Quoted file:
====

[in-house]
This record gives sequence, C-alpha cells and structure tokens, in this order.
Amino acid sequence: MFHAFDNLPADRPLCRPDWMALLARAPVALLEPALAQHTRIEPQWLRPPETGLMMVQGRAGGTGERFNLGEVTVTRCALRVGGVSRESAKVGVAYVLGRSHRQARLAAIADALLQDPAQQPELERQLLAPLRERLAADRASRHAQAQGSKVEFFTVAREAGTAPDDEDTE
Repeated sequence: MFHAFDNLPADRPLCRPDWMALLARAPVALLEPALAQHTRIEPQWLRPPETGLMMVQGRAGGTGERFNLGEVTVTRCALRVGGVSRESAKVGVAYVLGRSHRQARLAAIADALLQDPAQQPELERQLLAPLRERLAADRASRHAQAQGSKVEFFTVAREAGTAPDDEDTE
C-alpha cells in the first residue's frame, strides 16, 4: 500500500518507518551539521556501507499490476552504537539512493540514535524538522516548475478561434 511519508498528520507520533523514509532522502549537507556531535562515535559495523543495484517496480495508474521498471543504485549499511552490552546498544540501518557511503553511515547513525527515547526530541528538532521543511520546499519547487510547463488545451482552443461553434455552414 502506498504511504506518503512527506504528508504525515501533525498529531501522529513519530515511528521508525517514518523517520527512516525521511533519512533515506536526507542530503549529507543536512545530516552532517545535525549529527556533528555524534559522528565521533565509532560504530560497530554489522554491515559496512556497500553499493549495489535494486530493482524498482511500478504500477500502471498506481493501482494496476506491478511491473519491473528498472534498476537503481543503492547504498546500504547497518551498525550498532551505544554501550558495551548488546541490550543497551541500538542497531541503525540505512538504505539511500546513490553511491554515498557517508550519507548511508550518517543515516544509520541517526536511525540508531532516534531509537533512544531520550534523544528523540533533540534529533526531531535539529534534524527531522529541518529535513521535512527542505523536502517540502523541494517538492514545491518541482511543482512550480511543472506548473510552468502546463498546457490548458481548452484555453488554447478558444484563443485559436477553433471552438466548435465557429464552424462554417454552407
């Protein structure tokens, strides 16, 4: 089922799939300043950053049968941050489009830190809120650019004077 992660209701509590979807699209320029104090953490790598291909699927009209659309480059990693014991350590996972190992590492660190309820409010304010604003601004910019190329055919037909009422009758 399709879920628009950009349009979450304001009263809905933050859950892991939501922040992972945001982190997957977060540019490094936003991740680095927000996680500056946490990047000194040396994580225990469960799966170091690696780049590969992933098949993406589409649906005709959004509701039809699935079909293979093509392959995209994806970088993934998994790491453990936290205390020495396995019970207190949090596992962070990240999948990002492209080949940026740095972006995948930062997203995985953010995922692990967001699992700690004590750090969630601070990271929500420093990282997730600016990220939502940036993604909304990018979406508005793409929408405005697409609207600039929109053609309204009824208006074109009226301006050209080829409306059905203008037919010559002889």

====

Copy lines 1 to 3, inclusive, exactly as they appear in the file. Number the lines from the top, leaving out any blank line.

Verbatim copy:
[in-house]
This record gives sequence, C-alpha cells and structure tokens, in this order.
Amino acid sequence: MFHAFDNLPADRPLCRPDWMALLARAPVALLEPALAQHTRIEPQWLRPPETGLMMVQGRAGGTGERFNLGEVTVTRCALRVGGVSRESAKVGVAYVLGRSHRQARLAAIADALLQDPAQQPELERQLLAPLRERLAADRASRHAQAQGSKVEFFTVAREAGTAPDDEDTE